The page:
Oldschool proof-of-work by Michelangelo. Photo by Jörg Bittner Unna
It is similarly unlikely to find valid blocks without actually doing the work. Like an ugly half-haphazardly chiseled statue, an invalid block can be simply thrown away. When you see a valid block, however, you immediately know a lot of work went into it.
In both cases, the artifacts themselves, the statue and the valid block, are in itself the proof of work.
My point is that understanding the nature of proof-of-work and the incentives of mining valid blocks, as well as the security properties and thus the value of proof-of-work, might help to shift the perspective from “energy wasted” to “energy used for creating something valuable”. Most people value beautiful marble statues. A rising number of people value a chain of valid blocks.
Security Through Purity
Another feature disguised as a bug is the randomness of bitcoin’s proof-of-work. A common suggestion for improvement is that we could use all this electricity to do something else, something truly useful, like finding prime numbers or compute protein foldings, in addition to securing the network.
Again, this objection to Bitcoin’s proof-of-work algorithm is rooted in the assumption that finding valid blocks is inherently useless. It is not.
While introducing a secondary reward for doing the work might seem like a good idea, it actually introduces a security risk.
The problem with doing something else — something that other people might consider useful — is that that splits the reward. It means that miners have two reasons for which they are mining.Andreas M. Antonopoulos
Splitting the reward can lead to a situation where “it’s more worthwhile to do the secondary function that it is to do the primary function”. Bitcoin will never have this problem. Bitcoin guarantees its security by the purity of its proof-of-work algorithm.
If someone figures out a more energy-efficient way to secure an open, decentralized, censorship-resistant, permission- and trustless network for value exchange — without compromising one of these qualities — this hypothetical future network will eventually dethrone Bitcoin, solving this supposed energy problem. And no, proof-of-stake is probably not the answer.
In the future, we might find something which is even more suited to be an anchor for truth than energy. Until we do, we should stick to something we are extremely confident in: the laws of thermodynamics; the energy required to do the work in proof-of-work.
I hope to have planted the seed for a shift in perspective: that spending energy on proof-of-work is not a waste, but a worthwhile endeavor.
Understanding mining and proof-of-work in more detail might help to convince some of Bitcoin’s critics and shift the perspective from “inefficient and wasteful” to “secure and censorship-resistant”. Pointing out these nuances might also be helpful to understand that Bitcoin’s energy consumption most strongly correlates with the network’s security, and not with the adoption, usage, or utility of bitcoin. Even if the utility of the network and the price of bitcoin continues to increase exponentially, the energy consumption does not necessarily need to follow the same exponential trend. Gaining a better understanding of the Bitcoin network might also help to understand where other solutions fall short.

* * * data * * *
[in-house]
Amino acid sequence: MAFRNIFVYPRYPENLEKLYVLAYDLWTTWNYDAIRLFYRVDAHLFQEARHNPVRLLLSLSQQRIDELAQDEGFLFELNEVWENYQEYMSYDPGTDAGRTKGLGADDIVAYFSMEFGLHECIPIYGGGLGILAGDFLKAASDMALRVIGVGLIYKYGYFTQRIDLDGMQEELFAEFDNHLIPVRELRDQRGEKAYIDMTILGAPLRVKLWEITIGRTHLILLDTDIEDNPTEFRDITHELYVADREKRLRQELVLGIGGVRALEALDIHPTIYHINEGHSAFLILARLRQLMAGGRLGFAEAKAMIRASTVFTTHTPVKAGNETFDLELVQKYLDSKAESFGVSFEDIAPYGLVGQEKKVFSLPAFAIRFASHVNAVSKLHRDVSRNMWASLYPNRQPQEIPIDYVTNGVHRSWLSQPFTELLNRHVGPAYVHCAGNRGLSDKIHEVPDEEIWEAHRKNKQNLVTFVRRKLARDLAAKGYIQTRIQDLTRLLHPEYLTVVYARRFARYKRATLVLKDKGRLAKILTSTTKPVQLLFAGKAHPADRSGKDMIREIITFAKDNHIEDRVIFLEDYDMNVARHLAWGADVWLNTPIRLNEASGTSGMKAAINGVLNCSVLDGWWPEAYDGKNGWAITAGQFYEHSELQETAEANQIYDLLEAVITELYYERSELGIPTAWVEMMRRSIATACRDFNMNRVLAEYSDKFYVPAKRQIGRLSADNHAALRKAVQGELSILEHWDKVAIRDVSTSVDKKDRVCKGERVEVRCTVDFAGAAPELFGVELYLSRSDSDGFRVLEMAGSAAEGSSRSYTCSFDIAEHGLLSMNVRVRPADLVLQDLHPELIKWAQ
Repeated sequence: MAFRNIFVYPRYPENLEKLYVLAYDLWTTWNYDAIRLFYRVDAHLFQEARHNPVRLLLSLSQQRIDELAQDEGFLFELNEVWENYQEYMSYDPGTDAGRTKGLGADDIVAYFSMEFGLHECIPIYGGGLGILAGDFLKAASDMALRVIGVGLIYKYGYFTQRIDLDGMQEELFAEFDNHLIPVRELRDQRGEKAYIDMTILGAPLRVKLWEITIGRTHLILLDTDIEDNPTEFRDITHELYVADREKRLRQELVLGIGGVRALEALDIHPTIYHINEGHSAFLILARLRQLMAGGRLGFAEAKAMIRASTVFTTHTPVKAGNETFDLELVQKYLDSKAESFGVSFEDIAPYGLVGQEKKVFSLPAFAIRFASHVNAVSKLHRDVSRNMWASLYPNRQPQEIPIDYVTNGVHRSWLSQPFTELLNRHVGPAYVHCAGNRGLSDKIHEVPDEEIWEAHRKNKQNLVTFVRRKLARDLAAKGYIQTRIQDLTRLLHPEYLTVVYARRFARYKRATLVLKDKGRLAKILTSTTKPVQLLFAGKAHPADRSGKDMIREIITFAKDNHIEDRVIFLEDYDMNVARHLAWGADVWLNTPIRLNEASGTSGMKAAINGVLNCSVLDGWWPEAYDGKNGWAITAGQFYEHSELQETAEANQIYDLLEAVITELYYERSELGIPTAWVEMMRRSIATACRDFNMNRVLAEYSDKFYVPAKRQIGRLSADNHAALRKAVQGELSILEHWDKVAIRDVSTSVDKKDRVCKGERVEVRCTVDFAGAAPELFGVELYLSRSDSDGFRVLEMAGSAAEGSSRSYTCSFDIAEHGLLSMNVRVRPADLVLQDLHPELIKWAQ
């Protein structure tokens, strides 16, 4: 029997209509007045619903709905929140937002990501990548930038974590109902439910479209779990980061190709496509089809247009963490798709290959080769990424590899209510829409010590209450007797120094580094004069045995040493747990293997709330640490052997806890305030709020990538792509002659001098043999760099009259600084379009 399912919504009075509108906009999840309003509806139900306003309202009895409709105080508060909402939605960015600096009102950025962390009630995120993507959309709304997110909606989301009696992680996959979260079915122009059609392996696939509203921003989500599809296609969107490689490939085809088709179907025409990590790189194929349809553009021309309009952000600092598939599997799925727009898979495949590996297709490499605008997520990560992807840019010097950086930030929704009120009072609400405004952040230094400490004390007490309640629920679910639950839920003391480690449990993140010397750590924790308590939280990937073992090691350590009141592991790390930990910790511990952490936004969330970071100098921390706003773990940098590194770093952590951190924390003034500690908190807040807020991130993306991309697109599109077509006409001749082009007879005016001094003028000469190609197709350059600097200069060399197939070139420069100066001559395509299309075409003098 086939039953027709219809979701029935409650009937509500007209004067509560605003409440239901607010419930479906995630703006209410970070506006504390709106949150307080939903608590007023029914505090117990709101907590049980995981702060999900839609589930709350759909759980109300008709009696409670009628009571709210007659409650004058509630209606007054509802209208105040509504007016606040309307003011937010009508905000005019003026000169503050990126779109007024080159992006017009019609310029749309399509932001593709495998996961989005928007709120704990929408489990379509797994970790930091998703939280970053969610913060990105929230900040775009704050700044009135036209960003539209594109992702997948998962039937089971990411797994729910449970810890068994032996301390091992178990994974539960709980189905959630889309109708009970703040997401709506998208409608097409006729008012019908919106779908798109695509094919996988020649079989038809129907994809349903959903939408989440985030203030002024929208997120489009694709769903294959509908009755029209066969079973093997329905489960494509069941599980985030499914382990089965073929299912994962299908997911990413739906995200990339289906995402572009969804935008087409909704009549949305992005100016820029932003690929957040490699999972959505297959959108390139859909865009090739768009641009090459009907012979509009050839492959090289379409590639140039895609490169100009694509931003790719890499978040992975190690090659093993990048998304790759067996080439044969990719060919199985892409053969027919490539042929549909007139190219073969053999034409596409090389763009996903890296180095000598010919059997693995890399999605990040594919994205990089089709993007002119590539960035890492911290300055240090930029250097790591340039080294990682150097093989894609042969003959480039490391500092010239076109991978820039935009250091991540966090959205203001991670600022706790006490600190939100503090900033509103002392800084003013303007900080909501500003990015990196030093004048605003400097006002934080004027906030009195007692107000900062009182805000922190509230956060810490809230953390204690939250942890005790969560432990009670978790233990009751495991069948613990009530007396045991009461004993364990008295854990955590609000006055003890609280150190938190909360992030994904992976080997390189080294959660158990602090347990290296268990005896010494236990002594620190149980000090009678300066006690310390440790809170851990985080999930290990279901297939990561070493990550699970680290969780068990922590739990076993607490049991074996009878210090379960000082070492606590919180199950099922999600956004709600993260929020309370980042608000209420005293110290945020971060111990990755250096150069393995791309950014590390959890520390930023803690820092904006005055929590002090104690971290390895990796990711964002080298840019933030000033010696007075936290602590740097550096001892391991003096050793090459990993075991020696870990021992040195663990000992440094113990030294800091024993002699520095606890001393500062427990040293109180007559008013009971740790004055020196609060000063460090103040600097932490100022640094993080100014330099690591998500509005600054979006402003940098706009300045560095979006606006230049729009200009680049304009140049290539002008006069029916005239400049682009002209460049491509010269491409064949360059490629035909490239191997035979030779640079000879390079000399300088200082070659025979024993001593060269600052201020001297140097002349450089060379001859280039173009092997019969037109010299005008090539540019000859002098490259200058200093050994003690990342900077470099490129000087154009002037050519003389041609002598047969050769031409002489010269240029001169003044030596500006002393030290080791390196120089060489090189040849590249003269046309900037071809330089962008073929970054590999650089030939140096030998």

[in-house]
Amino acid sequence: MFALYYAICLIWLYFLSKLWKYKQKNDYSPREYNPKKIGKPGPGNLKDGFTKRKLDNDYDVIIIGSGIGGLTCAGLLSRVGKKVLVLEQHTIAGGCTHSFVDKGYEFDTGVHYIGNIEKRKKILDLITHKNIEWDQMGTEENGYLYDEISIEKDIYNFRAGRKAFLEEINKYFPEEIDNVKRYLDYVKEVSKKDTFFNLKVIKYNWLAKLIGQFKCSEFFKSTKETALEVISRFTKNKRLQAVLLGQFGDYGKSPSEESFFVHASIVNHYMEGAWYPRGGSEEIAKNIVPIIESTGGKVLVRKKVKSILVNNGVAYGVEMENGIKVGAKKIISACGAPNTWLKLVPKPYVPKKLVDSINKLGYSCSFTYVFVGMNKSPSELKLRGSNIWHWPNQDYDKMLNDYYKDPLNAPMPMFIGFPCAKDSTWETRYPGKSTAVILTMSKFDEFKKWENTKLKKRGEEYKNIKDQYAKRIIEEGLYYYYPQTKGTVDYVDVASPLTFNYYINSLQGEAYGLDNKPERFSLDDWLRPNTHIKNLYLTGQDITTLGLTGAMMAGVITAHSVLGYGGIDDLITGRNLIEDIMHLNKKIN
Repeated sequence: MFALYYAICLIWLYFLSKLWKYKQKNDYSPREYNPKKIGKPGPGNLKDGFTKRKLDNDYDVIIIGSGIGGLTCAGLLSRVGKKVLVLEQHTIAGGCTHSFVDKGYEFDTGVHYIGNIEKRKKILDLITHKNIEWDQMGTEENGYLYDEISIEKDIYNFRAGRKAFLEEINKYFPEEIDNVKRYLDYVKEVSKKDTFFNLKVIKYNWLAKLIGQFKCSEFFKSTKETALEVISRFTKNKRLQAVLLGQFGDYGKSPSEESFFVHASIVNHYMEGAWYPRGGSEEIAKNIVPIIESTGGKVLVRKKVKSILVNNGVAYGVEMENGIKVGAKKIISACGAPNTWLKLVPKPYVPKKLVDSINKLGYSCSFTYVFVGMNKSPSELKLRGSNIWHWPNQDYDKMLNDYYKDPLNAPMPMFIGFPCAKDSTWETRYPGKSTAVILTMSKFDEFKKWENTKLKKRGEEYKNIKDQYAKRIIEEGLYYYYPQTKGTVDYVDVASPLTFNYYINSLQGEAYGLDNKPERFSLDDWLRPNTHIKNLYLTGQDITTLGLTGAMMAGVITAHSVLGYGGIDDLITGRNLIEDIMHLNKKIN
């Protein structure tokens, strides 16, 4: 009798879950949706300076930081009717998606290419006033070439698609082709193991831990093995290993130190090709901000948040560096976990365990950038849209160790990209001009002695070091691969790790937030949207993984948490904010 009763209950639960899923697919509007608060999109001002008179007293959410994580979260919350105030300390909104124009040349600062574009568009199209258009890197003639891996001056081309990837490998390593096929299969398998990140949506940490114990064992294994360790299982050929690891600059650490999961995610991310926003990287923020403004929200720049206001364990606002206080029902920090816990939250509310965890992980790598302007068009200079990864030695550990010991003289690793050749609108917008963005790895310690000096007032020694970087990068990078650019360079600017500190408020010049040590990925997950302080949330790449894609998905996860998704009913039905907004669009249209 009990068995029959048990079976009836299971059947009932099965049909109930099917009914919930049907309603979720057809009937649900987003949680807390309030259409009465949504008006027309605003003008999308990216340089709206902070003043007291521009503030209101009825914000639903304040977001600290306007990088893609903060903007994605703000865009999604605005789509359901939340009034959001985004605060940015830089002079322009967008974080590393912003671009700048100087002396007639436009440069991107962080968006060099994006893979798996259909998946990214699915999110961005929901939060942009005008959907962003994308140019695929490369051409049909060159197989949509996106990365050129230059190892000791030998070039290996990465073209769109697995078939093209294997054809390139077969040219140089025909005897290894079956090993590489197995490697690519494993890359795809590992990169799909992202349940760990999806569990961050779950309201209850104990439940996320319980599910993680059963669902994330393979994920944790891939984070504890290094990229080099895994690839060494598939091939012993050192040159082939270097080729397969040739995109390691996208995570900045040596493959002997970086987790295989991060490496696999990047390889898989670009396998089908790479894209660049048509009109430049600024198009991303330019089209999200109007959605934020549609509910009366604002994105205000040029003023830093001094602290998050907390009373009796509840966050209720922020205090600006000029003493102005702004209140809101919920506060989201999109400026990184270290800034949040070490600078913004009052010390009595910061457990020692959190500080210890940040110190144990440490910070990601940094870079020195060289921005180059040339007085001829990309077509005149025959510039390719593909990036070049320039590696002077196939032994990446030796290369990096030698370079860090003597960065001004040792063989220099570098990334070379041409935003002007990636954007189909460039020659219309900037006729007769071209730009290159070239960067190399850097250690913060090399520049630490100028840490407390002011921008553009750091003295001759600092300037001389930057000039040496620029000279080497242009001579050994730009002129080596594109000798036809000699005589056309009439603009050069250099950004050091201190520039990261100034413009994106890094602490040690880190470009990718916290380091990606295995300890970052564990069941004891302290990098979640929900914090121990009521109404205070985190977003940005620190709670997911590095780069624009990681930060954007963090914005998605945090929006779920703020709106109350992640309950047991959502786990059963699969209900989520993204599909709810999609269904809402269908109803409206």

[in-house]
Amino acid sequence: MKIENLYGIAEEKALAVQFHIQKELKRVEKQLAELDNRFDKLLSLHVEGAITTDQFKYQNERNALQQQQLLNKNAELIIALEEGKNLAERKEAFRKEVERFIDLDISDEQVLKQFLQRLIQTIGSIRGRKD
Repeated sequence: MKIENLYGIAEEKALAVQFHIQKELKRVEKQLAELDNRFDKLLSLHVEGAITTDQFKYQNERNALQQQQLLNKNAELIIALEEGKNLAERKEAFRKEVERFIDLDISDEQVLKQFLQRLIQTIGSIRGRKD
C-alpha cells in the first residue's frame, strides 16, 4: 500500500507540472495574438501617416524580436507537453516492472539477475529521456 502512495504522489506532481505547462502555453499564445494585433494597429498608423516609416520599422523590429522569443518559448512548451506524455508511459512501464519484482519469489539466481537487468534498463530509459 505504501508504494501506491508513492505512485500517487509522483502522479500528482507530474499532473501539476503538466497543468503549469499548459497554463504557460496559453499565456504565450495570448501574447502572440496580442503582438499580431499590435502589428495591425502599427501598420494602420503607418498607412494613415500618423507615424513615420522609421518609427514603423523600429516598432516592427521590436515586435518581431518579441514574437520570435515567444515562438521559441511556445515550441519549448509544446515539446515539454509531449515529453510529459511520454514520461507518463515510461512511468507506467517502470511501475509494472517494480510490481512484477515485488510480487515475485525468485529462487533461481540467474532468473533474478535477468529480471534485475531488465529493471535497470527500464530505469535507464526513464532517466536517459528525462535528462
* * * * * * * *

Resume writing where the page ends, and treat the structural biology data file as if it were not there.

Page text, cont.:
Satoshi’s genius was to combine a bunch of clever tricks into a new economic game which creates a digital, scarce artifact, without central issuance. This artifact is backed by computation, and computation requires energy.
The current economic game is a game of walls and vaults, closed systems and centralized power. The new economic game is a game of hashes and blocks, public keys and private keys, based on mathematical proofs and physical reality. A game without gatekeepers, without central authorities, without censorship or discrimination.
The old rules have led to a system where money is valuable “because I say so”, leading to magic tricks like fractional reserve banking, inflation to stimulate excessive consumption, and even hyperinflation because the temptation to print ever more money is simply irresistible.
The new rules might not be easy to understand. They might, however, lead to a new financial reality: a new economy based on sound money. We will all have to adapt to these rules and become familiar with the nuances of this new game. And we will have to come to terms with the fact that a finite resource has to be used to secure this new, decentralized economy. In the case of Bitcoin, this resource is energy.
POsted June 5, 2018
The Lightning Network is a protocol layer that seeks to provide instantaneous, trustless Bitcoin payments. In this article, I walk through the construction process for Lightning Channels and illustrate how multi-hop transfers are initiated. This article is the third piece in a multi-part series where I attempt to deep dive into notable cryptoasset projects.
The Lightning Network is Layer 2 infrastructure built on top of the Bitcoin protocol, and hopes to increase transactional throughput. Bitcoin has a hardcoded upper bound limit on the number of transactions it can process. In traditional payment rails, ledgers are updated every few seconds and can achieve high degrees of scalability. These systems reach finality quickly and efficiently due to their centralized structure: clients_communicate directly with the _master server, who make ledger alterations in real time as notice is provided.